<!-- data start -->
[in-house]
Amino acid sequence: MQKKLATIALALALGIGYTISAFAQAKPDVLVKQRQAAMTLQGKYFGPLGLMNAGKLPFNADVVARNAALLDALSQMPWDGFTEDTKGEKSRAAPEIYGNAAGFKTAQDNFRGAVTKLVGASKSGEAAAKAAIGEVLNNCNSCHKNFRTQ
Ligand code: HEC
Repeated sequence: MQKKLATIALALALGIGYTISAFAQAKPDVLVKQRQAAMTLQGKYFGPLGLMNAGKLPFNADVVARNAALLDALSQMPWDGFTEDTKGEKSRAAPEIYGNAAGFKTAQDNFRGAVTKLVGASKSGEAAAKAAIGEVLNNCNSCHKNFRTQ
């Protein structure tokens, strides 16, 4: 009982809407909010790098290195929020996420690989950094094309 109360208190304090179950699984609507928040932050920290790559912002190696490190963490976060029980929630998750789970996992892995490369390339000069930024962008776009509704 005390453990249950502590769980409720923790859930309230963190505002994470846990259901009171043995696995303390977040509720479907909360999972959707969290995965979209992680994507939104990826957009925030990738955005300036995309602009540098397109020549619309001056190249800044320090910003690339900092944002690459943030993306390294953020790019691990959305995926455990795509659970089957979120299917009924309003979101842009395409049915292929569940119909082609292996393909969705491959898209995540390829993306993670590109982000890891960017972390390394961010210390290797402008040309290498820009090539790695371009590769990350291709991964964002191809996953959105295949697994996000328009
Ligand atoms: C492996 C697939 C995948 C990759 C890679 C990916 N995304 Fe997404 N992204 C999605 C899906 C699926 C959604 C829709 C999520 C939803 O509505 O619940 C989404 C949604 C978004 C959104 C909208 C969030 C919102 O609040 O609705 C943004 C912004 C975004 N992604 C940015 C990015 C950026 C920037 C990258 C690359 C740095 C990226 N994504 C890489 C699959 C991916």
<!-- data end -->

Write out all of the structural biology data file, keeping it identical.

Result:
[in-house]
Amino acid sequence: MQKKLATIALALALGIGYTISAFAQAKPDVLVKQRQAAMTLQGKYFGPLGLMNAGKLPFNADVVARNAALLDALSQMPWDGFTEDTKGEKSRAAPEIYGNAAGFKTAQDNFRGAVTKLVGASKSGEAAAKAAIGEVLNNCNSCHKNFRTQ
Ligand code: HEC
Repeated sequence: MQKKLATIALALALGIGYTISAFAQAKPDVLVKQRQAAMTLQGKYFGPLGLMNAGKLPFNADVVARNAALLDALSQMPWDGFTEDTKGEKSRAAPEIYGNAAGFKTAQDNFRGAVTKLVGASKSGEAAAKAAIGEVLNNCNSCHKNFRTQ
């Protein structure tokens, strides 16, 4: 009982809407909010790098290195929020996420690989950094094309 109360208190304090179950699984609507928040932050920290790559912002190696490190963490976060029980929630998750789970996992892995490369390339000069930024962008776009509704 005390453990249950502590769980409720923790859930309230963190505002994470846990259901009171043995696995303390977040509720479907909360999972959707969290995965979209992680994507939104990826957009925030990738955005300036995309602009540098397109020549619309001056190249800044320090910003690339900092944002690459943030993306390294953020790019691990959305995926455990795509659970089957979120299917009924309003979101842009395409049915292929569940119909082609292996393909969705491959898209995540390829993306993670590109982000890891960017972390390394961010210390290797402008040309290498820009090539790695371009590769990350291709991964964002191809996953959105295949697994996000328009
Ligand atoms: C492996 C697939 C995948 C990759 C890679 C990916 N995304 Fe997404 N992204 C999605 C899906 C699926 C959604 C829709 C999520 C939803 O509505 O619940 C989404 C949604 C978004 C959104 C909208 C969030 C919102 O609040 O609705 C943004 C912004 C975004 N992604 C940015 C990015 C950026 C920037 C990258 C690359 C740095 C990226 N994504 C890489 C699959 C991916």